However, in the search for optimized cultivation conditions, advanced analysis is necessary. This analysis requires preprocessing using methods such as optical density or high performance liquid chromatography to quantify the amount of dyes (chlorophyll etc.), which correlates with photosynthesis activity and with the cell concentration and total amount of organic carbon, which are required for evaluating the amount of CO2 fixation. We therefore focused on an easily implemented (and real-time, non-destructive) technique for quantifying microalgae dye from the RGB (red, green, blue) values of a digital camera image.
We have established a technique that can approximate the correlation between the RGB values of a digital camera image and the dye (chlorophyll) concentration in culture media with a linear function (Fig. 6). This simple and real-time image analysis enables us to estimate cell densities or growth rates of microalgae nondestructively by using a low-cost commercial digital camera. We plan to apply this technique in the future in the search for cultivation conditions that lead to highly efficient CO2 fixation.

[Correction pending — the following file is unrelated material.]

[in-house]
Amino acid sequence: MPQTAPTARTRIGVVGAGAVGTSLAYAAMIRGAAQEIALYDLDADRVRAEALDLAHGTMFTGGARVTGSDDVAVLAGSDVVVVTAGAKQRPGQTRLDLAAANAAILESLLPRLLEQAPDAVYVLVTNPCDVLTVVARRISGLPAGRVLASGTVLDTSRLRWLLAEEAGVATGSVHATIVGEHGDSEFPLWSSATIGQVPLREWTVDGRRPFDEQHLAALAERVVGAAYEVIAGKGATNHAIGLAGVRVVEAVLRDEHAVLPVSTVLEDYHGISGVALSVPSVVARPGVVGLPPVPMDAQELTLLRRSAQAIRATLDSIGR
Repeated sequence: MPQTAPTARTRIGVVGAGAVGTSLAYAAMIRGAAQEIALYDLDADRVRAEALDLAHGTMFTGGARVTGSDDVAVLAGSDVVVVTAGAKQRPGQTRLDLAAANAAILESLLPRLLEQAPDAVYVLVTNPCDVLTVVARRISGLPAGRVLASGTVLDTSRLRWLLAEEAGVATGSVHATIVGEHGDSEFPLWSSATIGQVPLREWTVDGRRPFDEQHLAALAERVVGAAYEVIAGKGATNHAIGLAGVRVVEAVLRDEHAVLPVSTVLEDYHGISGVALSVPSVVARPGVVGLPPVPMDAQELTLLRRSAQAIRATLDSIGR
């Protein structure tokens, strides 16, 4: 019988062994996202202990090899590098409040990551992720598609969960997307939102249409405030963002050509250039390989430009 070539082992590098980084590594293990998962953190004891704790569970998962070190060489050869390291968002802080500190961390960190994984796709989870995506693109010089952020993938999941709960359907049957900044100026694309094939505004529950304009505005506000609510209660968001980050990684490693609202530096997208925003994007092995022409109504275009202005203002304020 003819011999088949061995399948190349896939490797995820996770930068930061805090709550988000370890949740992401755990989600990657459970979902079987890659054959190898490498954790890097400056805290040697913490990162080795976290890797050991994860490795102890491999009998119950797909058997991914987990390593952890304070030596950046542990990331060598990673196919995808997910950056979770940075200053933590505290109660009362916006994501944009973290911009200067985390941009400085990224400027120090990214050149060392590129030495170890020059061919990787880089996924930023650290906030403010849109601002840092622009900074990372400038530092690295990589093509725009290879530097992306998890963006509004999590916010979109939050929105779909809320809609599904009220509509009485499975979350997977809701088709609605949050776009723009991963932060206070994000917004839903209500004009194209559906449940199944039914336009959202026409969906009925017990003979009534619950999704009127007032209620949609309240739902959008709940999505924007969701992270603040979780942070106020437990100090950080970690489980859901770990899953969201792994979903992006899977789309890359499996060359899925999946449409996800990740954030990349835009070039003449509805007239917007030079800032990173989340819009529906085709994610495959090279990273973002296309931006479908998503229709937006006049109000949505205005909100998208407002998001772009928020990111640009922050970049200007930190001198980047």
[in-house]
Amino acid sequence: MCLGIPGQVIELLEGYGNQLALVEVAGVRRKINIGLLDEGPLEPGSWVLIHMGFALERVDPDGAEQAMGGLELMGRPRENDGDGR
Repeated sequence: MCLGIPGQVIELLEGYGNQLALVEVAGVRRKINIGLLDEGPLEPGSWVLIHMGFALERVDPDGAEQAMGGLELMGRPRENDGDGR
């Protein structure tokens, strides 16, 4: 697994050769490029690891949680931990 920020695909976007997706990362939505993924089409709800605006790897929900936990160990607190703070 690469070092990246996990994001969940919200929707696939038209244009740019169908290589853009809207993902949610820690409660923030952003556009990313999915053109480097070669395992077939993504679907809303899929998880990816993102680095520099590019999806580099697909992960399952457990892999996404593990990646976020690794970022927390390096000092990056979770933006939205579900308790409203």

4.2 Li-air battery technology
Our research on energy storage has focused on high-energy-density battery technology with the medium- and long-term objectives of improving robustness against power outages and increasing the use of solar and wind electrical power generation for natural (renewable) energy. We explain lithium-air (Li-air) battery technology for achieving a ten-fold increase in the energy density of Li-ion batteries, which have the highest energy densities of widely used secondary batteries.